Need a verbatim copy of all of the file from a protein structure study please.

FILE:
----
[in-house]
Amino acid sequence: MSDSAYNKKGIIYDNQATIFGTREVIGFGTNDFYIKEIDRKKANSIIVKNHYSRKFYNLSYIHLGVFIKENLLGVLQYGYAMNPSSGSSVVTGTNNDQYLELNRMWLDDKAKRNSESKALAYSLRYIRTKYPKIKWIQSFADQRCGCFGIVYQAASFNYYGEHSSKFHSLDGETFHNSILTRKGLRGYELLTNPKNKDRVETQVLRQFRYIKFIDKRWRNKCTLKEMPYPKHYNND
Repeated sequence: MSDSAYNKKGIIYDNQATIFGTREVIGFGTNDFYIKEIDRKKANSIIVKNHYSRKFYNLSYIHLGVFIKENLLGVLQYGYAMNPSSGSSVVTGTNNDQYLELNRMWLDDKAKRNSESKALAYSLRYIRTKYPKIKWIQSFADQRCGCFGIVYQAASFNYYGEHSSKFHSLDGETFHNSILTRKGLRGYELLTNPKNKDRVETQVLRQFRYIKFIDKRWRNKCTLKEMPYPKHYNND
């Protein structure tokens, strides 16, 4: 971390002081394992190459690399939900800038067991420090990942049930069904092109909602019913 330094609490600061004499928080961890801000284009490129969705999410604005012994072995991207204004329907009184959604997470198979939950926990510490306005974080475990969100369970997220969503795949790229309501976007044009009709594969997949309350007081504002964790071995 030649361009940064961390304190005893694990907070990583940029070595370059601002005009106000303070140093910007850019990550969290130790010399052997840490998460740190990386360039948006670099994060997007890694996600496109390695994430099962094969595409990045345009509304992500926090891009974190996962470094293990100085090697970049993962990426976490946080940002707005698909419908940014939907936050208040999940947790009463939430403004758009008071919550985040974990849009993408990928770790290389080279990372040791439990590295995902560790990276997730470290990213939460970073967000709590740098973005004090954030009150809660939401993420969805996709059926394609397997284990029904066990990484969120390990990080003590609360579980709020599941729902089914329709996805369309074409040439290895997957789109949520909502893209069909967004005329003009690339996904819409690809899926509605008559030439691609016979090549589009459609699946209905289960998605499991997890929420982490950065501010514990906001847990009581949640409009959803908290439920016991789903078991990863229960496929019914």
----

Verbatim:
[in-house]
Amino acid sequence: MSDSAYNKKGIIYDNQATIFGTREVIGFGTNDFYIKEIDRKKANSIIVKNHYSRKFYNLSYIHLGVFIKENLLGVLQYGYAMNPSSGSSVVTGTNNDQYLELNRMWLDDKAKRNSESKALAYSLRYIRTKYPKIKWIQSFADQRCGCFGIVYQAASFNYYGEHSSKFHSLDGETFHNSILTRKGLRGYELLTNPKNKDRVETQVLRQFRYIKFIDKRWRNKCTLKEMPYPKHYNND
Repeated sequence: MSDSAYNKKGIIYDNQATIFGTREVIGFGTNDFYIKEIDRKKANSIIVKNHYSRKFYNLSYIHLGVFIKENLLGVLQYGYAMNPSSGSSVVTGTNNDQYLELNRMWLDDKAKRNSESKALAYSLRYIRTKYPKIKWIQSFADQRCGCFGIVYQAASFNYYGEHSSKFHSLDGETFHNSILTRKGLRGYELLTNPKNKDRVETQVLRQFRYIKFIDKRWRNKCTLKEMPYPKHYNND
């Protein structure tokens, strides 16, 4: 971390002081394992190459690399939900800038067991420090990942049930069904092109909602019913 330094609490600061004499928080961890801000284009490129969705999410604005012994072995991207204004329907009184959604997470198979939950926990510490306005974080475990969100369970997220969503795949790229309501976007044009009709594969997949309350007081504002964790071995 030649361009940064961390304190005893694990907070990583940029070595370059601002005009106000303070140093910007850019990550969290130790010399052997840490998460740190990386360039948006670099994060997007890694996600496109390695994430099962094969595409990045345009509304992500926090891009974190996962470094293990100085090697970049993962990426976490946080940002707005698909419908940014939907936050208040999940947790009463939430403004758009008071919550985040974990849009993408990928770790290389080279990372040791439990590295995902560790990276997730470290990213939460970073967000709590740098973005004090954030009150809660939401993420969805996709059926394609397997284990029904066990990484969120390990990080003590609360579980709020599941729902089914329709996805369309074409040439290895997957789109949520909502893209069909967004005329003009690339996904819409690809899926509605008559030439691609016979090549589009459609699946209905289960998605499991997890929420982490950065501010514990906001847990009581949640409009959803908290439920016991789903078991990863229960496929019914």